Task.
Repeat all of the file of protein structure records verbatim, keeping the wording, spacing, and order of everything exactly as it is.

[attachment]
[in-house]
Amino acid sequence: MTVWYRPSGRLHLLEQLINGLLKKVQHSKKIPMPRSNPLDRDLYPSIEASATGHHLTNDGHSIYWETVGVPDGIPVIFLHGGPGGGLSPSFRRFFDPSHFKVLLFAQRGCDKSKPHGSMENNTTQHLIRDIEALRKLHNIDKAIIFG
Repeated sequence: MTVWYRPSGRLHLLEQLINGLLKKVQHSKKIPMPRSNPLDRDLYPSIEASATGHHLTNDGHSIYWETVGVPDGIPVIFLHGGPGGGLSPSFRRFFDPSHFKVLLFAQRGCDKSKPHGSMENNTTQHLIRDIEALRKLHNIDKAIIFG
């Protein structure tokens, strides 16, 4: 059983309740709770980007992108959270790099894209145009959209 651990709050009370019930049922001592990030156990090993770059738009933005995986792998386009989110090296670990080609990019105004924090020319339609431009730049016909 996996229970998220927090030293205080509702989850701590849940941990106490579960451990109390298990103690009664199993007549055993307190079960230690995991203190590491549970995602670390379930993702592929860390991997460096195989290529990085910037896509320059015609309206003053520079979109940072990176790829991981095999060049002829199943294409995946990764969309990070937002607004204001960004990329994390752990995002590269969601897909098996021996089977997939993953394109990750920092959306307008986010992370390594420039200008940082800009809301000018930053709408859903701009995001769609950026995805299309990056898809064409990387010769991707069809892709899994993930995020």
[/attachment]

[in-house]
Amino acid sequence: MTVWYRPSGRLHLLEQLINGLLKKVQHSKKIPMPRSNPLDRDLYPSIEASATGHHLTNDGHSIYWETVGVPDGIPVIFLHGGPGGGLSPSFRRFFDPSHFKVLLFAQRGCDKSKPHGSMENNTTQHLIRDIEALRKLHNIDKAIIFG
Repeated sequence: MTVWYRPSGRLHLLEQLINGLLKKVQHSKKIPMPRSNPLDRDLYPSIEASATGHHLTNDGHSIYWETVGVPDGIPVIFLHGGPGGGLSPSFRRFFDPSHFKVLLFAQRGCDKSKPHGSMENNTTQHLIRDIEALRKLHNIDKAIIFG
């Protein structure tokens, strides 16, 4: 059983309740709770980007992108959270790099894209145009959209 651990709050009370019930049922001592990030156990090993770059738009933005995986792998386009989110090296670990080609990019105004924090020319339609431009730049016909 996996229970998220927090030293205080509702989850701590849940941990106490579960451990109390298990103690009664199993007549055993307190079960230690995991203190590491549970995602670390379930993702592929860390991997460096195989290529990085910037896509320059015609309206003053520079979109940072990176790829991981095999060049002829199943294409995946990764969309990070937002607004204001960004990329994390752990995002590269969601897909098996021996089977997939993953394109990750920092959306307008986010992370390594420039200008940082800009809301000018930053709408859903701009995001769609950026995805299309990056898809064409990387010769991707069809892709899994993930995020």